Political symbols are important for national identity, and of these the flag is perhaps most so. As many scholars of nationalism have observed, the flag is not just a colored piece of cloth. It is a piece of cloth loaded with meaning and with emotions. The flag visualizes the nation, it represents the nation both at special times (national ceremonies, sport competitions, graduation days, etc.) and during the everyday life. As a reminder of the omnipresence of the nation, of its reality, the flag raises strong feelings in the members of the community it represents: joy when it is put up for victories, sorrow when it reminds the group of tragedies or losses.
Of all the nations of Europe, the Danes have a special pride in their red and white flag. The Dannebrog is claimed to be the oldest flag in the world (officially appearing on the coat of arms of the of King Valdemar IV around 1340) and comes with a legend that endows it with an almost sacred quality (it was descended from the sky during the battle of Lyndanisse in 1219 to save the army of Valdemar II from an otherwise sure death at the hands of the heathens of what is today Estonia).
Not only is the Dannebrog a special flag, the Danes have also a special way to relate to it. Like elsewhere in Scandinavia, the national flag is part of the personal calendar, being raised at special times for the individual or the family (birthdays, anniversaries, weddings, etc.). It also belongs to the country landscape, as almost every house has a flag pole. But the Danes do not stop here. For them, the use of the Dannebrog has been extended into the commercial arena, as a symbol of the “good life” – thus its ubiquitous presence on “made in Denmark” products (beer, cheese, ham) or on price tags of any products on a special sale. Because of its commercial use, the Danish flag is even more present in the every day life of the inhabitants of the country.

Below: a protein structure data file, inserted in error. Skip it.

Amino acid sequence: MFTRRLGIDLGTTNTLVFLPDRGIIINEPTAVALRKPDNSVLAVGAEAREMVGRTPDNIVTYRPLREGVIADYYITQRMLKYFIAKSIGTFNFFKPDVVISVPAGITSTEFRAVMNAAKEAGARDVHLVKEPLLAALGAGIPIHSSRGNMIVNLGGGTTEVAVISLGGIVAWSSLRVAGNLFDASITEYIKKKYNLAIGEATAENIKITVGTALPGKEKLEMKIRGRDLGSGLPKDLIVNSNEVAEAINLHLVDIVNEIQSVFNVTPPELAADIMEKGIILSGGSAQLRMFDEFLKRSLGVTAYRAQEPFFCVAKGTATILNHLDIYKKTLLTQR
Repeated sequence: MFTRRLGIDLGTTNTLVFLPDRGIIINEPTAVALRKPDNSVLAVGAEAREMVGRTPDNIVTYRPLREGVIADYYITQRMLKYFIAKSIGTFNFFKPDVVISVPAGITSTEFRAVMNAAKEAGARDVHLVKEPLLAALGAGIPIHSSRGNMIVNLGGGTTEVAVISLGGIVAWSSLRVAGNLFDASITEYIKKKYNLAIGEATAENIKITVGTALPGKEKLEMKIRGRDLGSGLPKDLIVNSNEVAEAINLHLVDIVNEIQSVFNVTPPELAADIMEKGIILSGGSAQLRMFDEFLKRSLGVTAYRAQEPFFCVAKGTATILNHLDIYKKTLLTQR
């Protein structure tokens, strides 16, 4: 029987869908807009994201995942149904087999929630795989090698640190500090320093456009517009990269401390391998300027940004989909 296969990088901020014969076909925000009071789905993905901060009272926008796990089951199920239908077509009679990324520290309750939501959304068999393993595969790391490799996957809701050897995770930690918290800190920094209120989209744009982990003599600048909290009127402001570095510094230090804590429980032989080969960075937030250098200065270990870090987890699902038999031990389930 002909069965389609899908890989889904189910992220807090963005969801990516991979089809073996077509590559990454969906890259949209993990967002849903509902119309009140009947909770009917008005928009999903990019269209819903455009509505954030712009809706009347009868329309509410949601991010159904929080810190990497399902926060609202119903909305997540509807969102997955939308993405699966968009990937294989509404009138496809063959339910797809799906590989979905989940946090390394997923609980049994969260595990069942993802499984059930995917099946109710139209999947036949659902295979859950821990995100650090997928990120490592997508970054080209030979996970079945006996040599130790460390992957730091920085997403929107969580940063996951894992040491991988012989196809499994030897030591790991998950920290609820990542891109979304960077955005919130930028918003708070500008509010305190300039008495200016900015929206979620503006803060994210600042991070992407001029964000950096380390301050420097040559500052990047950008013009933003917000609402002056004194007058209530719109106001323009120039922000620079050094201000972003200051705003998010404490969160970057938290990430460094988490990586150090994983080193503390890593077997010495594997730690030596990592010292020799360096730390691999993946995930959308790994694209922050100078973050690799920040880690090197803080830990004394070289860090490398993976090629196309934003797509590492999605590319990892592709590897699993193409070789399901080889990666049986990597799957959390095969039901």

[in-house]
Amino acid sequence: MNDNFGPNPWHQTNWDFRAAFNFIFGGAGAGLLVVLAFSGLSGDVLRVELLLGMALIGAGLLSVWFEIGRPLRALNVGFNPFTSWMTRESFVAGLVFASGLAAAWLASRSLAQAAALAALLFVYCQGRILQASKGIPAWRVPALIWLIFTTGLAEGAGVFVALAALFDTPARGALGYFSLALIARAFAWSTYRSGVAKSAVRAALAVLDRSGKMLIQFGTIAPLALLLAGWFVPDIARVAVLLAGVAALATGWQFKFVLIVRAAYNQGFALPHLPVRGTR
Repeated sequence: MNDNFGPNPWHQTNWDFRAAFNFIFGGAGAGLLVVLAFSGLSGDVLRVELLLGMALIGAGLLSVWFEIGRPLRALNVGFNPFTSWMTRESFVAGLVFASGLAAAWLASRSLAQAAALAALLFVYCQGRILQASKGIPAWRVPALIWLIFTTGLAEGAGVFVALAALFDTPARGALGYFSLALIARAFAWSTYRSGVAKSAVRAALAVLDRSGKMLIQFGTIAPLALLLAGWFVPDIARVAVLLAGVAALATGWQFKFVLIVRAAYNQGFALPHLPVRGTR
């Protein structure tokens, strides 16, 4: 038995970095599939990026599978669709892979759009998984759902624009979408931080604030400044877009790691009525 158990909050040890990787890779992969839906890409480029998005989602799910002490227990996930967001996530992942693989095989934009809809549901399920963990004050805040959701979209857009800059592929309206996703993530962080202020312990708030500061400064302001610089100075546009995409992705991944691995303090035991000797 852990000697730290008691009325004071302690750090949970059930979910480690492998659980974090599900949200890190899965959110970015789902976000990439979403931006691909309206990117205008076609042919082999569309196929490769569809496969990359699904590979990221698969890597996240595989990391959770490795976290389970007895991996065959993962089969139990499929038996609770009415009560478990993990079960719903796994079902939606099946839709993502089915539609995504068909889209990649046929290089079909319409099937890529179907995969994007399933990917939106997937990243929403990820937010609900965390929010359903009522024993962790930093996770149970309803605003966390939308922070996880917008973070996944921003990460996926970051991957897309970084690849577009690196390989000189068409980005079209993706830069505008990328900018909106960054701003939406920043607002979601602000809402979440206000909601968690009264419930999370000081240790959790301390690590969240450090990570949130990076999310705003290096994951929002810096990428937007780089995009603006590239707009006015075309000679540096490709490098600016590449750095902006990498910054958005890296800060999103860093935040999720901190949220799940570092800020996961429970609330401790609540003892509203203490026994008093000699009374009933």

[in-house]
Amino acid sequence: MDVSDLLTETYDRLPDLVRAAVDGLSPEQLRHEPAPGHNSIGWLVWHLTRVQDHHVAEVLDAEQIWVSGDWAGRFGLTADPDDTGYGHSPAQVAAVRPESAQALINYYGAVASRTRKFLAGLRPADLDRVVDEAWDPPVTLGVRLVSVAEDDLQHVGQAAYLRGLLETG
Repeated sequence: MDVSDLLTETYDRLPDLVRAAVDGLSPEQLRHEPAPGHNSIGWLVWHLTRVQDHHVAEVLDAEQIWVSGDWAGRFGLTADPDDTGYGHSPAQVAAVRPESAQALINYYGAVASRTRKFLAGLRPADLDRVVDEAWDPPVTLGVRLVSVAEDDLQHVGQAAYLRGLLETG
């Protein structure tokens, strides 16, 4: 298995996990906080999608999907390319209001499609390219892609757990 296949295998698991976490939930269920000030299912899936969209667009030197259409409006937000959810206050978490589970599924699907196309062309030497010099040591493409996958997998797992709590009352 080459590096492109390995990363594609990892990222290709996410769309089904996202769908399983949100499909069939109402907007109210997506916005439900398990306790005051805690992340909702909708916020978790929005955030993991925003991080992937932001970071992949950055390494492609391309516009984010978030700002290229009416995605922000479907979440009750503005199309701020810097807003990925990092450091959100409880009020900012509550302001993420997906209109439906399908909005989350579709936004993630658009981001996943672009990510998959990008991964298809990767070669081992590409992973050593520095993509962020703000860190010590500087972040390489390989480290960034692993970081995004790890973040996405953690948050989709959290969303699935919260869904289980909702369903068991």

Given this mythologized history and type of flagging practice it comes as no surprise that any political discussion that include the national flag raises vivid debates. This is currently the case with the debate around a proposed change in the rules about the display of the flag. Summarized, the debate was started by the more liberal political parties (the Social-Liberals [Radikale Venstre] and the Liberal Alliance), who proposed a relaxation of the current flagging rules (dating since 1915). So far these rule prohibit the private display of other flags than the Dannebrog. The liberals wish to extend this right to other national flags, invoking the principle of having the liberty to do as one wishes on one’s private property. Easy to imagine the reaction of the nationalist Danish People’s Party (DF), for whom the flag is intrinsically connected with the essence of Danish national identity. The Conservatives came to the help of DF, supporting the exclusivity principle of flagging, with the Social Democrats also standing by the tradition. The Socialists (SF) and Unity List (Enhedslisten) are in favor of the liberal proposal.